Knickerbocker Group

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The Knickerbocker Group was a somewhat indistinct group of 19th-century American writers.[1] Its most prominent members included Washington Irving, James Fenimore Cooper and William Cullen Bryant. Each were respectively pioneers in general literature; novels, poetry and journalism.

Humorously titled after Irving's own pen name, many others later came to join the club. These include James Kirke Paulding, Fitz-Greene Halleck, Joseph Rodman Drake, Robert Charles Sands, Lydia Maria Child, Gulian Crommelin Verplanck, and Nathaniel Parker Willis.[2] Most were also frequent contributors to the literary magazine The Knickerbocker.

The group's penchant was writing heroic or epic stories in a sophisticated manner. They especially utilized parody, satire and romanticism. The Knickerbocker Group lived in New York City.

The novel, The Black Vampyre, has been viewed as a commentary on the Knickerbocker group, condemning them to be "vampires" that benefit on the behalf of others. The work criticizes plagiarism and authorship in the early-19th-century literary scene.[3]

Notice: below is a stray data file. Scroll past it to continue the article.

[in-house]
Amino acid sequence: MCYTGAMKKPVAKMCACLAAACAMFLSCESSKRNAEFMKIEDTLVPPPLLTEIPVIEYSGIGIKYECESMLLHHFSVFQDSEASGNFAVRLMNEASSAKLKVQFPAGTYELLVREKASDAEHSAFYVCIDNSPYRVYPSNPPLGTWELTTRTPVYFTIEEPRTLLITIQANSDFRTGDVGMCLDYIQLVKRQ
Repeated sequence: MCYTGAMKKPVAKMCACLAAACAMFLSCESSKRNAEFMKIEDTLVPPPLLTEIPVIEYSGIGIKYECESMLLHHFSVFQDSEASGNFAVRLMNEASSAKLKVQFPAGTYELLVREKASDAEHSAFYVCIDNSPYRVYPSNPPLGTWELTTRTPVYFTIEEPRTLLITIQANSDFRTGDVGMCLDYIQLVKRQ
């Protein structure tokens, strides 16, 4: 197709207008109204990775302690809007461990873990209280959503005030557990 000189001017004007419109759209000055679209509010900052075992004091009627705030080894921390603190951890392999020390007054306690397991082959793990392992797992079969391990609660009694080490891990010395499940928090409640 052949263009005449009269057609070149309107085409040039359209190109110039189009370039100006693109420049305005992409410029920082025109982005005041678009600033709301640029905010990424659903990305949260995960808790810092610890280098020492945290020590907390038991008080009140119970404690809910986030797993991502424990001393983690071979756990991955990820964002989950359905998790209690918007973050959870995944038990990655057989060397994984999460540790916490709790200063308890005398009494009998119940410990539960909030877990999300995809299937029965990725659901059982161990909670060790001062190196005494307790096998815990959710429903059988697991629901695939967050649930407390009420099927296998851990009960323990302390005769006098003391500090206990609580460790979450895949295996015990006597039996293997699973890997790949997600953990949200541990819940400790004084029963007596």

Notes[edit]

  1. ^ Gale, Cengage Learning (13 March 2015). A study guide for "Smaller Movements and Schools". Gale, Cengage Learning. p. 22. ISBN 978-1-4103-2090-2.
  2. ^ Nelson, Randy F. The Almanac of American Letters. Los Altos, California: William Kaufmann, Inc., 1981: 30. ISBN 0-86576-008-X
  3. ^ Burduck, M. L. (2014-01-01). "Early-19th-Century Literature". American Literary Scholarship. 2012 (1): 219–242. doi:10.1215/00659142-2680081. ISSN 0065-9142.

References[edit]

  • The American Pageant by David M. Kennedy, Lizabeth Cohen, and Thomas A. Bailey